What are some of the phrases that come to mind when we think of cultural diversity, sensitivity, and congruency within the workplace? Things such as respect for others and one’s own cultural beliefs, morals, values, and language. All these things are correct and would accompany the general definition of culture and diversity. However, let us look more closely at the definition of culture and how understanding diversity within cultures can affect the work environment. Dr. Madeline Leininger describes culture as a group’s value’s, beliefs, life’s norms and practices that have been learned, shared and/or handed down (DeNisco, 2016). People’s cultures are the framework they use to solve problems be it at work, at home, or with their health. Comprehension of other’s cultures opens up communication, understanding, and makes it simpler to care for one another. When this doesn’t occur, it can be due to a cultural mismatch which is when people violate the cultural expectations of another individual (DeNisco, 2016). There needs to be an awareness into your own personal style of interaction in order to prevent from offending someone who is not of your own culture, resulting in a cultural mismatch. Being present and aware of yourself and that of others can assist in decreasing the likelihood of a mismatch occurring. We must be sensitive to each other’s background, belief systems, norms, and practices so that we can care for each other in an appropriate and culturally sensitive manner. In doing so, we create a welcoming environment for all cultures. According to Wehbe-Almah, & Fry (2014), we can better honor this process by being person centered, having cultural assessments and evaluations, and providing education and training to staff. By maximizing learning more about culture, diversity and sensitivity we facilitate an environment that empowers us to explore issues with diversity and be leaders in providing culturally competent care to one another and those we serve. Learning to be sensitive to cultures that differ from our own teaches us to respect one another, our differing beliefs, traditions, morals, and values and help break down barriers that prevent team work, congruency, and healthy relationships in the workplace. It also enhances cultural competence, promotes cultural diversity, and teaches cultural sensitivity and being sensitive to different cultural groups (Kratzke & Bertolo, 2013). This is crucial to the work we do for our patients, but equally as important to better serve the needs of each other.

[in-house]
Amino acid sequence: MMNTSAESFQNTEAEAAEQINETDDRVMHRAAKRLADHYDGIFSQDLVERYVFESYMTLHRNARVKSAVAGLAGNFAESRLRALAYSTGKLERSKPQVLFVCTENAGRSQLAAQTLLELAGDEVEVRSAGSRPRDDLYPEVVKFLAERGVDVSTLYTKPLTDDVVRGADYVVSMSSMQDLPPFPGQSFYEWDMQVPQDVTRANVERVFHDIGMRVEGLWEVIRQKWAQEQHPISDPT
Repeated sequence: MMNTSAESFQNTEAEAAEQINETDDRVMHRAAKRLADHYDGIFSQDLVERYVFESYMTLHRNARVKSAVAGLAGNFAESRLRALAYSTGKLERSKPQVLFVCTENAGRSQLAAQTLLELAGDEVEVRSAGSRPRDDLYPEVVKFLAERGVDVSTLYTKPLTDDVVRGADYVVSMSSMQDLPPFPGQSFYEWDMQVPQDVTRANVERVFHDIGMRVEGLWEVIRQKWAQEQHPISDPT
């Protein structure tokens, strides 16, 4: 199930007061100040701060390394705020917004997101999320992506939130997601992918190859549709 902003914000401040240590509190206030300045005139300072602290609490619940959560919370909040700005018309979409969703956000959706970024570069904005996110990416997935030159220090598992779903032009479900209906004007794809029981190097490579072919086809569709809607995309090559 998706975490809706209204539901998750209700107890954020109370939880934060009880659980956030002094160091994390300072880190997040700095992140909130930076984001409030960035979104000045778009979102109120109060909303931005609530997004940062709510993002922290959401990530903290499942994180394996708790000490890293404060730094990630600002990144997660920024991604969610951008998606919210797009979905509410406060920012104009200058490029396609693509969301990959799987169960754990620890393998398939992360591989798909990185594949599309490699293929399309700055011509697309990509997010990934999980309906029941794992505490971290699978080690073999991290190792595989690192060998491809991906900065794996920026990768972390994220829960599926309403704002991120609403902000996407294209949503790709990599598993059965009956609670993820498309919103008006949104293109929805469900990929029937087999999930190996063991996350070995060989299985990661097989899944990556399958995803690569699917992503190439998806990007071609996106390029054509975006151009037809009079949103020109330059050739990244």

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Wehbe-Alamah, H., & Fry, D. (2014). Creating a Culturally Sensitive and Welcoming
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